Data breaches at large retailers like Target and Home Depot get most of the media’s attention, but the one piece of electronic data most prized by hackers is your medical records.
A patient’s medical history, captured in an electronic health record, could give a hacker access to your credit card, which would be similar to the Target breach. But your electronic health record also could provide a buyer on the dark web with the insurance information for fraudulent billing. Or, if the information is sensitive, it could be a source of blackmail.
That’s why electronic medical records bring top dollar on the black market. And that, combined with new technology, is why medical offices and health providers must be on alert.
“If it was only the electronic medical record, locked down in a hospital in a server room, that would be easier for us to protect,” said Scott McClintock of Clearwater Compliance, the Texas Hospital Association’s consultant on cybersecurity. “But these EMRs are connected via all sorts of other devices, whether it’s a doctor who has a mobile phone with an app that goes into the health records, or a smart infusion pump that is transmitting data to the cloud or even a laptop that the doctor or nurse could be using.”
That means each link in the chain must be protected, from the office kiosk to the laptop to the hospital. Every device, connected to a chain of other devices, presents a risk, McClintock said.
Malicious attacks by hackers exposed the records of more than 450,000 Texas patients in the last year, according to Health and Human Service’s breach portal, often referred to in the industry as the Wall of Shame. More than half those records came from a single ransomware incident in January 2017 at Urology Austin.
Moving to electronic records
Dr. Ogechika Alozie co-chairs the Texas Medical Association’s Health Information Technology committee. TMA’s biannual survey indicates almost 80 percent of Texas doctors have moved, or intend to move, their paper files to electronic medical records, a move that was incentivized under the Affordable Care Act.
Over the last six years, the question from physicians has moved from, “Why should I be doing this?” to “Why doesn’t this EMR do more things?” Alozie said. Physicians not connected to large hospital networks find the current technology perfunctory, at best.
“My analogy is our EMRs still basically act like the brick cell phone,” Alozie said. “We’re used to the form, factor and technology of our iPhone, our Samsung 9, right? We’re used to everything being easy one-touch smooth. There’s no EMR on the market that works like that.”
Physicians, in general, don’t want to be struggling with the functionality of their technology. The ability to use technology seamlessly is important as the patient’s health-related phone apps evolve and the industry pivots to rewarding value-based care.
“If you can’t capture my measurements efficiently and seamlessly so I don’t see it, then there’s a problem, because I’m doing more work to give you that information,” Alozie said. “You don’t want your physician to be the highest-paid secretary in the office.”
Value-based healthcare pays for healthy outcomes. But it’s hard to gauge health improvements without data, which is why the Integrated Care Collaborative was created. ICC created the health information exchange that allows all the assets under Central Health’s umbrella to communicate with each other and other health providers in the region.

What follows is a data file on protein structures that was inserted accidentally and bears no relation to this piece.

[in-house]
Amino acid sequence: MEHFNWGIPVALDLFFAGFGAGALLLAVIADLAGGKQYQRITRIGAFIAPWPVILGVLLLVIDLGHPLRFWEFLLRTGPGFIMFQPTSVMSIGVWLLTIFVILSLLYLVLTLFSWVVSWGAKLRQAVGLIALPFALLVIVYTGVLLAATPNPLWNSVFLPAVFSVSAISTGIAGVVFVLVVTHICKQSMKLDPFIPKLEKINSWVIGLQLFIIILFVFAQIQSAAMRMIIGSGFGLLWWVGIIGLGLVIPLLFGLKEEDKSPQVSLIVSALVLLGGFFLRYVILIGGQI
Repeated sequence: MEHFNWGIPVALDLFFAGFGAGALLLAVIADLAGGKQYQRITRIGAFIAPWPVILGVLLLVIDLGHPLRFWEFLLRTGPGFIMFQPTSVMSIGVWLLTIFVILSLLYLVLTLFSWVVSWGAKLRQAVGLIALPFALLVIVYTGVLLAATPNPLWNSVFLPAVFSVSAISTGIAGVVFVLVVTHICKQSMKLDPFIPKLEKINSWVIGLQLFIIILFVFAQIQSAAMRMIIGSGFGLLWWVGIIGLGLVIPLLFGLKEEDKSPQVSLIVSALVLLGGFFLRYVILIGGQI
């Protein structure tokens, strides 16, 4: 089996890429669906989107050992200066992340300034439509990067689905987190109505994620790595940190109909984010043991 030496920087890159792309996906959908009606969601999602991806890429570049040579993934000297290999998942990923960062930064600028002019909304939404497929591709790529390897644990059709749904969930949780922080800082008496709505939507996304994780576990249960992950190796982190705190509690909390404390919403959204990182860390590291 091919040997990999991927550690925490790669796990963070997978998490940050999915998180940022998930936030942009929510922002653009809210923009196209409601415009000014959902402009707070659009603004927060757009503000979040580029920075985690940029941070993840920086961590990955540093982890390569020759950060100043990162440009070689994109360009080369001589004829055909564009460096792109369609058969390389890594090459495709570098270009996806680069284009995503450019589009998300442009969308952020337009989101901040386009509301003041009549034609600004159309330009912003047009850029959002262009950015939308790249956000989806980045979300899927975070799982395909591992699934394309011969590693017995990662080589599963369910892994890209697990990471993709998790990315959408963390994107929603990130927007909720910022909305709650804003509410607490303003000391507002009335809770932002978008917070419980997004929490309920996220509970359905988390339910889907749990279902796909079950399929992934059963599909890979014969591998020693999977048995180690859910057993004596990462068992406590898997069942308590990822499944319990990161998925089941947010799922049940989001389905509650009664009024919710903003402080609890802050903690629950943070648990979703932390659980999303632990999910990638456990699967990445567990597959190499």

Central Health, Travis County’s healthcare district, warehouses much of the data that is exchanged between clinics, non-profit organizations, the Dell Seton Medical Center and even the Sendero health plan operated by Central Health. That requires a high level of confidence in a strongly interconnected healthcare system.
“For the people on my team, the fundamental part of their job here is to ensure that we have both network and file security,” said John Clark, chief information officer of Central Health. “It’s a way to know that everything in our environment can be trusted.”
The security of an increasingly complex system does not necessarily require more people working for Clark, but it does mean a broader, deeper knowledge of IT security: file, server and network.
“You have to be constantly auditing your environment for security vulnerabilities and then take steps to mitigate those vulnerabilities,” Clark said. “The best thing we can do is be proactive.”
The network of healthcare options in Austin has grown substantially in recent months due to passage of a telehealth bill last session. Patients now have access to services like Teladoc and established healthcare providers such as Austin Regional Clinics are offering supplemental telehealth services as a premium benefit.
Nora Belcher of the Texas e-Health Alliance says telehealth sessions are just as secure as walking into a doctor’s office. That was a given during bill negotiations.
“Sometimes I think there’s a little bit of a disconnect about telemedicine, like, where does it fit into the regulatory structure,” Belcher said. “And the answer is pretty simple. It’s just medicine. All the rules still apply. You have to make sure you use an encrypted system. You have to make sure sessions are secure. You can’t just text data over T-Mobile because that’s a HIPAA violation.”
Telemedicine once required a cart full of gear to make sure sessions were secure, Belcher said. Now a lot of it can be done over a commercial platform and Bluetooth. And that technology will soon hit a far larger audience, as secure communications and data sharing evolve between doctor and patient.
“Here’s my prediction,” Belcher said. “In another two years, every new mom is going get a Bluetooth otoscope at her baby shower because we all know babies only get ear infections in the middle of a Saturday night.”